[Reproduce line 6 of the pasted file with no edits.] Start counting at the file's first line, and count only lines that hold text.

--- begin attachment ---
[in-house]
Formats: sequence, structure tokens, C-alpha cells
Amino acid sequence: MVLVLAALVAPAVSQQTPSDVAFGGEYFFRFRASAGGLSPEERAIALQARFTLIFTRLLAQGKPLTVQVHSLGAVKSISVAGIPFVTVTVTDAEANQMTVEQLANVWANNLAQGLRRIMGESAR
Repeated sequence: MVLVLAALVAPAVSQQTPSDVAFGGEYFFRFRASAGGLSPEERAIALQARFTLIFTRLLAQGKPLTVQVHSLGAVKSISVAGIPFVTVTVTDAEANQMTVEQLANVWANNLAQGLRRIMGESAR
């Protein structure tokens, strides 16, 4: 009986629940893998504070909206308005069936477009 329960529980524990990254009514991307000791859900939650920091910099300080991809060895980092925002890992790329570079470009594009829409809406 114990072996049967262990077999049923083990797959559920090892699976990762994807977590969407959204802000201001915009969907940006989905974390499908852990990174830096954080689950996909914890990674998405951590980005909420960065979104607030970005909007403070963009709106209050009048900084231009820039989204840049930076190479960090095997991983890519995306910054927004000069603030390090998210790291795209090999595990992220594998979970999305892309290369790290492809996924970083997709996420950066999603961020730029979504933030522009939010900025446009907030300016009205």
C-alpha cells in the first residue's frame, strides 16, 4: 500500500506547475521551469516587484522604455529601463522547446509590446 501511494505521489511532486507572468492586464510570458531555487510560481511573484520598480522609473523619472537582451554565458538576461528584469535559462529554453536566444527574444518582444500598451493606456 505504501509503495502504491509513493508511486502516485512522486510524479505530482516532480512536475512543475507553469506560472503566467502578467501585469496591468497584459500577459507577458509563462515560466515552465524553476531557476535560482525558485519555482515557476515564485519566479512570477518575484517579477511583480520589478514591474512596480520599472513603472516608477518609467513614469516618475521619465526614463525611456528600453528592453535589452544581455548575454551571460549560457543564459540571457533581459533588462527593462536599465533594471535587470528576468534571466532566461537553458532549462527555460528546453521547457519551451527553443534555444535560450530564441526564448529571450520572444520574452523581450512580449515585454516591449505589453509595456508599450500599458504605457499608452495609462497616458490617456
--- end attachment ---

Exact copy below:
C-alpha cells in the first residue's frame, strides 16, 4: 500500500506547475521551469516587484522604455529601463522547446509590446 501511494505521489511532486507572468492586464510570458531555487510560481511573484520598480522609473523619472537582451554565458538576461528584469535559462529554453536566444527574444518582444500598451493606456 505504501509503495502504491509513493508511486502516485512522486510524479505530482516532480512536475512543475507553469506560472503566467502578467501585469496591468497584459500577459507577458509563462515560466515552465524553476531557476535560482525558485519555482515557476515564485519566479512570477518575484517579477511583480520589478514591474512596480520599472513603472516608477518609467513614469516618475521619465526614463525611456528600453528592453535589452544581455548575454551571460549560457543564459540571457533581459533588462527593462536599465533594471535587470528576468534571466532566461537553458532549462527555460528546453521547457519551451527553443534555444535560450530564441526564448529571450520572444520574452523581450512580449515585454516591449505589453509595456508599450500599458504605457499608452495609462497616458490617456